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“The Gift of the Magi” by O. Henry: The Moral of the Story

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The definition of love is ” a deep, tender, ineffable feeling of affection and solicitude toward a person.” In “The Gift of the Magi,” the two main characters possess a love for each other that is so strong that they are willing to sacrifice their greatest treasures for each other, with no regrets. Also, they do not obsess over superficial things like appearances. Therefore, the moral of the story is that it is not the material things that matter, it is the love you have for another person, and the sacrifices you are willing to make for them. This moral will become evident after examining the following three events that took place in the story: after Della cut her hair, James’s love for her was not even minutely affected, both James and Della gave up their most prized possession, and Della saved every penny she could for a year so that she could buy James a special present for Christmas.

First of all, after Della cut her hair, James’s love for her was not even minutely affected. He loved her for who she was on the inside, and could not have cared less about the appearance of her hair. This point proven in the following quote spoken by James: “Don’t make any mistake about me. I don’t think there’s anything in the way of a haircut or a shave or a shampoo that could make me like my girl any less.” By not reacting negatively to Della’s drastic change in hairstyle, it was shown that James’s love for Della was much too strong to be impinged by something as trivial as a haircut.

Secondly, both James and Della willingly gave up their most prized possessions so that they could buy exquisite gifts for each other for Christmas. James sold his grandfathers’ priceless pocket watch so that he could get Della the combs she had been pining over, and Della sold her beautiful hair so that she could buy James a platinum chain for his golden pocket watch. This is shown in the fact that Della says, “Isn’t it dandy, James? I hunted all over town to find it. You’ll have to look at the time a hundred times a day now. Give me your watch. I want to see how it looks on it. ‘Dell,’ said he…’I sold the watch to get the money to buy your combs. And now suppose you put the chops on.'” The fact that both Della and James gave up their most cherished belongings shows that they love each other enough to do so, and they don’t care about material things for themselves.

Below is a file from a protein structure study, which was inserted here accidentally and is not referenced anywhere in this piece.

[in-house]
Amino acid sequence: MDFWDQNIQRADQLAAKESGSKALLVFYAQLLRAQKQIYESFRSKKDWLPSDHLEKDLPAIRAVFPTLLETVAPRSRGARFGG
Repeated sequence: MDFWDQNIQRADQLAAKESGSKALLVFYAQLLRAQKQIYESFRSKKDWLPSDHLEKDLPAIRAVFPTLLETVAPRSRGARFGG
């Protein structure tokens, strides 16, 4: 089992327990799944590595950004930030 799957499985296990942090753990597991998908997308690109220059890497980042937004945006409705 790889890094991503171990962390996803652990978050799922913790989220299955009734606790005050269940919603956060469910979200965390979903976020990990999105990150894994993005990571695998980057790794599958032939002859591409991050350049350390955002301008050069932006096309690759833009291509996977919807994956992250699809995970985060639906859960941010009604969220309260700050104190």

Lastly, Della saved every penny she could for one year so that she could purchase a Christmas present for James. Since she was saving all her money for the present, Della lacked the funds needed to obtain anything lavish for herself. This point was demonstrated in this next portion of the story. “One dollar and eighty-seven cents. That was all. And sixty cents of it was in pennies. Pennies saved one and two at a time by bulldozing the grocer and the vegetable man and the butcher until one’s cheeks burned with the silent imputation of parsimony that such close dealing implied.” Della proved that she was willing to deprive herself of any luxuries so that she could do something nice for James. This relates back to the idea of relinquishing something for someone you love.

In conclusion, through investigating the above three events that took place in “The Gift of the Magi,” the moral of the story has been proven to be accurate. The moral of the story is that it is not the material things that matter, it is the love you have for another person and the sacrifices you are willing to make for them. This moral connects to real life because there are countless examples of situations where material possessions and appearances have had no effect on one’s love for another person. Celebrities are a perfect example. They have a seemingly infinite supply of money, and have the resources to acquire anything they could possibly ever want. Yet, the divorce rates among celebrities are higher than those for people in any other occupation.

Perhaps this is because they are, for the most part, unwilling to share themselves and make compromises for loved ones, although they are perfectly willing to donate money to charities and engage in other similar impersonal activities. On the other hand, people with fewer financial means have been able to successfully maintain relationships with those nearest and dearest to them because they are willing to give things up for each other. Basically, regardless of how privileged or deprived you are, your ability to share and love others should not be affected by materialistic things.

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